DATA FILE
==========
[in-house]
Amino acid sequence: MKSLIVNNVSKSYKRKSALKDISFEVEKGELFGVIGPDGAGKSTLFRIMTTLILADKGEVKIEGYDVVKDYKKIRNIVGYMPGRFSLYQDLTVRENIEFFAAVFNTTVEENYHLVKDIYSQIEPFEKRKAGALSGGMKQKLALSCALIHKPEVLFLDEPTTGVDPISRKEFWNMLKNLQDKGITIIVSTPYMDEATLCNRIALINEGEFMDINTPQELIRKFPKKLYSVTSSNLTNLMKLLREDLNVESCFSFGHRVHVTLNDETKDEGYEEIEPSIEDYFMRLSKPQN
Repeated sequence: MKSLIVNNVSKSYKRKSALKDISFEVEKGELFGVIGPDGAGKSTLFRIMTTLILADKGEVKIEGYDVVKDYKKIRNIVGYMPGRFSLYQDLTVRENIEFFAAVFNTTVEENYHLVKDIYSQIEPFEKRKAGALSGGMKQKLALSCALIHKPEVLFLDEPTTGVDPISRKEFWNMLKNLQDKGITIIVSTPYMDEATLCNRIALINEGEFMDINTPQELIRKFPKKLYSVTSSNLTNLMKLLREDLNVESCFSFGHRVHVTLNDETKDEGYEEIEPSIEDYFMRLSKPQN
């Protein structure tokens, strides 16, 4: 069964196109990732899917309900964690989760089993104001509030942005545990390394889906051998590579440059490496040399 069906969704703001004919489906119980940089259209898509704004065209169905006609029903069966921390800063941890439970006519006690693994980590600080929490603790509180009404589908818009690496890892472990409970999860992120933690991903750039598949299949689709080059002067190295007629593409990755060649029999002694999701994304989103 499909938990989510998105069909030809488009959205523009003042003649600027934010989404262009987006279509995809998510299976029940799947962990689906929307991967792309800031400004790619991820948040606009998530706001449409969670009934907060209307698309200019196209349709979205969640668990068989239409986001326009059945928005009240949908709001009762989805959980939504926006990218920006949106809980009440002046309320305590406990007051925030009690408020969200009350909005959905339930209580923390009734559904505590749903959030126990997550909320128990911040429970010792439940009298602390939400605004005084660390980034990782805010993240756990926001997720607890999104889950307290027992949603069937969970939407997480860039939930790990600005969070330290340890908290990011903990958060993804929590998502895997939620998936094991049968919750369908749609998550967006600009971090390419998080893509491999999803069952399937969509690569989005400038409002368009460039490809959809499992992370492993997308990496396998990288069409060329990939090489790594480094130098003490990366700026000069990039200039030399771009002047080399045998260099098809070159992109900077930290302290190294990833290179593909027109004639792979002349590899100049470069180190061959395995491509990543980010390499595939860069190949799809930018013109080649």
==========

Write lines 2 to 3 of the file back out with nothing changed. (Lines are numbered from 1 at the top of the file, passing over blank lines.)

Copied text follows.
Amino acid sequence: MKSLIVNNVSKSYKRKSALKDISFEVEKGELFGVIGPDGAGKSTLFRIMTTLILADKGEVKIEGYDVVKDYKKIRNIVGYMPGRFSLYQDLTVRENIEFFAAVFNTTVEENYHLVKDIYSQIEPFEKRKAGALSGGMKQKLALSCALIHKPEVLFLDEPTTGVDPISRKEFWNMLKNLQDKGITIIVSTPYMDEATLCNRIALINEGEFMDINTPQELIRKFPKKLYSVTSSNLTNLMKLLREDLNVESCFSFGHRVHVTLNDETKDEGYEEIEPSIEDYFMRLSKPQN
Repeated sequence: MKSLIVNNVSKSYKRKSALKDISFEVEKGELFGVIGPDGAGKSTLFRIMTTLILADKGEVKIEGYDVVKDYKKIRNIVGYMPGRFSLYQDLTVRENIEFFAAVFNTTVEENYHLVKDIYSQIEPFEKRKAGALSGGMKQKLALSCALIHKPEVLFLDEPTTGVDPISRKEFWNMLKNLQDKGITIIVSTPYMDEATLCNRIALINEGEFMDINTPQELIRKFPKKLYSVTSSNLTNLMKLLREDLNVESCFSFGHRVHVTLNDETKDEGYEEIEPSIEDYFMRLSKPQN